Supreme Court upholds death sentence for neo-Nazi

Lawyer for triple-murderer erred but didn't change outcome, justices say

The Columbus Dispatch/January 13, 2010

Washington - The U.S. Supreme Court yesterday handed Ohio Attorney General Richard Cordray a major legal victory by allowing the state to move closer to executing a self-described neo-Nazi convicted in 1983 of murdering three people in Cleveland.

In a unanimous decision, the high court struck down a ruling last year by the 6th U.S. Circuit Court of Appeals that had set aside the death penalty for Frank Spisak Jr., 58. The federal appeals court in Cincinnati had ruled that Spisak's original defense attorney violated his constitutional rights by providing a poor closing argument during the sentencing phase.

In addition, the federal appeals panel ruled that the trial judge incorrectly told jurors during sentencing that they had to unanimously reject the death penalty before they could consider a life sentence.

The court of appeals concluded that those instructions made it impossible for jurors to decide that Spisak was so insane that he should be sentenced to life in prison rather than face execution.

But Justice Stephen Breyer, writing for the majority, wrote that "there is not a reasonable probability that a more adequate closing argument would have changed the result."

Cordray, who is seeking re-election this year against either former Republican Sen. Mike DeWine or Delaware County Prosecutor David Yost, said the ruling made it unlikely that any future federal post-conviction appeals from Spisak would be successful.

"It's pretty definitive when you get a unanimous opinion from the Supreme Court emphatically upholding the sentence," Cordray said.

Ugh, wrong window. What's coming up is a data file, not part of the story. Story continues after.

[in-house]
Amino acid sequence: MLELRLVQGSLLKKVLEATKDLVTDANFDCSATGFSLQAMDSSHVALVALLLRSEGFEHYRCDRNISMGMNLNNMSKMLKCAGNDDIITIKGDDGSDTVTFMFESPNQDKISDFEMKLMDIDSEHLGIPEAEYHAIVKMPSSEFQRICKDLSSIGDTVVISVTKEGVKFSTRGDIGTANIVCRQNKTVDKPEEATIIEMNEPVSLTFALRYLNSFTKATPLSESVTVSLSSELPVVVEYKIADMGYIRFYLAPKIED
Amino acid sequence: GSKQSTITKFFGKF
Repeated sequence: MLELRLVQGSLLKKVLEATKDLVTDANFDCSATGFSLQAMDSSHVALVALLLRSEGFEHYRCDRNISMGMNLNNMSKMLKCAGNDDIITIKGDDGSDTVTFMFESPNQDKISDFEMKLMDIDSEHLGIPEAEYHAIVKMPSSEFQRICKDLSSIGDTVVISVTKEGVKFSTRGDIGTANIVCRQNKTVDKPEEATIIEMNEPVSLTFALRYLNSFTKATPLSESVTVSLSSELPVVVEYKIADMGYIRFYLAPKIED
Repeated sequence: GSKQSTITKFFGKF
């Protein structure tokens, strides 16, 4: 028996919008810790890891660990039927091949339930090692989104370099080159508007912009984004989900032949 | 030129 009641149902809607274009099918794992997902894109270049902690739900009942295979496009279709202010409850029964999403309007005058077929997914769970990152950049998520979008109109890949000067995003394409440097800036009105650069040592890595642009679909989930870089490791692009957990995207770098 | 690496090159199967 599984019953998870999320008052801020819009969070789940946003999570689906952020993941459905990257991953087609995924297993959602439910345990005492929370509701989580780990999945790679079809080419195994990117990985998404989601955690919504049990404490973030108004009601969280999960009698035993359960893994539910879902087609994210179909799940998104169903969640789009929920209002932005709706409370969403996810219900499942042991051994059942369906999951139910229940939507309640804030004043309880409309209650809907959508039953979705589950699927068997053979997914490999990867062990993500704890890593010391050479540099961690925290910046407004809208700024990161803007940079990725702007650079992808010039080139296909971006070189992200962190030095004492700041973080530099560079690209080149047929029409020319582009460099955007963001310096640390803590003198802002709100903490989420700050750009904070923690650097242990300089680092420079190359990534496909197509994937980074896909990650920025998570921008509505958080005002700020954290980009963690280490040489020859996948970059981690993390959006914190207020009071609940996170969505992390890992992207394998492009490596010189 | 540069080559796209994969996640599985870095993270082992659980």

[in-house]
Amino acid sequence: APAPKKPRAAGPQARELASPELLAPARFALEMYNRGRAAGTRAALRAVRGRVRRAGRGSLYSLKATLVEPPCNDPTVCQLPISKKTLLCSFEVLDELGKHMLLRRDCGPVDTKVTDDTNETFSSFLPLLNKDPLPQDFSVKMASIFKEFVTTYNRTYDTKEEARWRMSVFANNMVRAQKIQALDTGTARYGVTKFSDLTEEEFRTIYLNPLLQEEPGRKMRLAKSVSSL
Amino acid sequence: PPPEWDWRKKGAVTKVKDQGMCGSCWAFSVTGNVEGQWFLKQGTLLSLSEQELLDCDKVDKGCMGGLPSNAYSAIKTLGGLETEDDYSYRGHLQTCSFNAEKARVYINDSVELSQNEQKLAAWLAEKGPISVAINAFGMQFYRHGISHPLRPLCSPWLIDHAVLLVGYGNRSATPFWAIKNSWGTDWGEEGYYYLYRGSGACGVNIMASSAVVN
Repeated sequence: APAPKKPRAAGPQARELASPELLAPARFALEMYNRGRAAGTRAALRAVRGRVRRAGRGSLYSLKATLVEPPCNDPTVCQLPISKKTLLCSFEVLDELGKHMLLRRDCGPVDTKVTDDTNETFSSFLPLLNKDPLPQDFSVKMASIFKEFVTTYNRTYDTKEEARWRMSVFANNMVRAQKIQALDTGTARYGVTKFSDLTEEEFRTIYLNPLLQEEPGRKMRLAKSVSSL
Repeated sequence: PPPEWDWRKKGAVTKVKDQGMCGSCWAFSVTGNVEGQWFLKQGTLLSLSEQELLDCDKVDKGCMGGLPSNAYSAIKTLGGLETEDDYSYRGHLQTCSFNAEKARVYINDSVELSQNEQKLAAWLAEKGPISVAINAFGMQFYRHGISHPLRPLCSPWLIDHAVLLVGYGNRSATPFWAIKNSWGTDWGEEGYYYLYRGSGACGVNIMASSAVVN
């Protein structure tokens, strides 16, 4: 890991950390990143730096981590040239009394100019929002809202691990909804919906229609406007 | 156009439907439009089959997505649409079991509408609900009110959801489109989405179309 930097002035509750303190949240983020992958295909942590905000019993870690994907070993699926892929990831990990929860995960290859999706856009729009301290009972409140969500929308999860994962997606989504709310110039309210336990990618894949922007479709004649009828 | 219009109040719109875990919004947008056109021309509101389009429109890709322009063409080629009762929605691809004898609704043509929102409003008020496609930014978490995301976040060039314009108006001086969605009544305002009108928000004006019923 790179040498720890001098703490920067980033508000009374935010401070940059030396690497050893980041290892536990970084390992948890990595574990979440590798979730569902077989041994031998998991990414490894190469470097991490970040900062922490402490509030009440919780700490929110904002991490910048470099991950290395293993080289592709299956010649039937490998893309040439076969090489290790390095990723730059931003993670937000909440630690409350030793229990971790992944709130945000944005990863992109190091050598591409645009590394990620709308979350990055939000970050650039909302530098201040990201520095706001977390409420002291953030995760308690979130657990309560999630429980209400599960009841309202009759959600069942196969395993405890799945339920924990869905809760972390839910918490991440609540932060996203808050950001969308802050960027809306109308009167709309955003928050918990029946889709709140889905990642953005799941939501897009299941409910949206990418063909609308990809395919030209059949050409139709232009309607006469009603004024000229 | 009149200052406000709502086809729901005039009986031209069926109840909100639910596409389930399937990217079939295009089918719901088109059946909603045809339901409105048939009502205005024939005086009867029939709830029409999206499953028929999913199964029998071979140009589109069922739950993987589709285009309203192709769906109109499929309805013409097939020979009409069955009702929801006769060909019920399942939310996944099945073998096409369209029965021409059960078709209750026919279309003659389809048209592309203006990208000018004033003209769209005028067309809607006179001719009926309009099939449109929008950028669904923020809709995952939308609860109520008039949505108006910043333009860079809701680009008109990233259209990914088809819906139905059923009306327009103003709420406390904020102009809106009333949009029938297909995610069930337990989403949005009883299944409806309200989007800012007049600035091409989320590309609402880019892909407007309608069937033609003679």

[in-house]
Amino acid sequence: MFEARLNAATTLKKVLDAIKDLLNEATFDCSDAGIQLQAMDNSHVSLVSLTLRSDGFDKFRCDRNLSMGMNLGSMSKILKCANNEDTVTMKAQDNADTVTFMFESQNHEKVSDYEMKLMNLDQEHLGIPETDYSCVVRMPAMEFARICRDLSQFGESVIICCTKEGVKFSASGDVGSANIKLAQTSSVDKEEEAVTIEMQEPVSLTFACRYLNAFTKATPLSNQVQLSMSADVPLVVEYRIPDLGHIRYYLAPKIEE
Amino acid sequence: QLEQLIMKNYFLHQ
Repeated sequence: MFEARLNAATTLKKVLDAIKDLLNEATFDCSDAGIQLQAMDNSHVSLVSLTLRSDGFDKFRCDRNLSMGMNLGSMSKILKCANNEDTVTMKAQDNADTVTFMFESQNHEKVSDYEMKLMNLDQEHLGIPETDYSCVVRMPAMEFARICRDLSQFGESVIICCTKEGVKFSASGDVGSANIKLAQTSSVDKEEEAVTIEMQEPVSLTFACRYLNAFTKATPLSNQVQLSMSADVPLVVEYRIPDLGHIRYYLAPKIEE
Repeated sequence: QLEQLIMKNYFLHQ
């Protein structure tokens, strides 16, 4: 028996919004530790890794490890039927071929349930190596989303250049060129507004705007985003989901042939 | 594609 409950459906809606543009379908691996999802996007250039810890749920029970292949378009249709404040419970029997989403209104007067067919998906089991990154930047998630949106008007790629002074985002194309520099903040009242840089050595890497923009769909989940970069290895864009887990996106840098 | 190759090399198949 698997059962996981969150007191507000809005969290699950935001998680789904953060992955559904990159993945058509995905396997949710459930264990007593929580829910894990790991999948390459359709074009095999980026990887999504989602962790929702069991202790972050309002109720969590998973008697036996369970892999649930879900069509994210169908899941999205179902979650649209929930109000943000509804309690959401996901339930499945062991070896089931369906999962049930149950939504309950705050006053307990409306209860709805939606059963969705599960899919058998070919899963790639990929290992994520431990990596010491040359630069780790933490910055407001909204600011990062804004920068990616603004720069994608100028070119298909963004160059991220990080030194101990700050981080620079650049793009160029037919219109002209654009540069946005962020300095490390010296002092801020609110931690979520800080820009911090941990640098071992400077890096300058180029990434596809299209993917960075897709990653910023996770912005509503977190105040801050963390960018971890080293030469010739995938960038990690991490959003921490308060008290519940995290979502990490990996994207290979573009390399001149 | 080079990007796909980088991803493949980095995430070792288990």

Cordray said the Cuyahoga County prosecutor's office in Cleveland would likely request an execution date.

Cordray personally appeared before the justices in October, the seventh time he has argued a case before the high court as either state attorney general or state solicitor. He has won four of those seven cases.

During his trial, Spisak wore a Hitler-style mustache, gave the Nazi salute and bragged about hating African-Americans and Jews.

But what sparked intense controversy were the closing arguments made during the sentencing phase by Spisak's attorney, Tom Shaughnessy, who died in 1997. At one point, Shaughnessy told the jurors that "when you turn and look at Frank Spisak, don't look for good deeds because he has done none. Don't look for good thoughts because he has none. He is sick, he is twisted."

When Cordray appeared before the justices in October, he acknowledged that Shaughnessy did not make a "perfect" closing argument. But he insisted that the lawyer was trying to spare Spisak from a death sentence.

Shaughnessy's closing argument appalled Justice John Paul Stevens, who in a separate opinion described it as "thoroughly egregious" and "so outrageous that it would have rightly subjected a prosecutor to charges of misconduct."

But Stevens acknowledged that "even the most skillful of closing arguments -- even one befitting Clarence Darrow -- would not have created a reasonable probability of a different outcome in this case."

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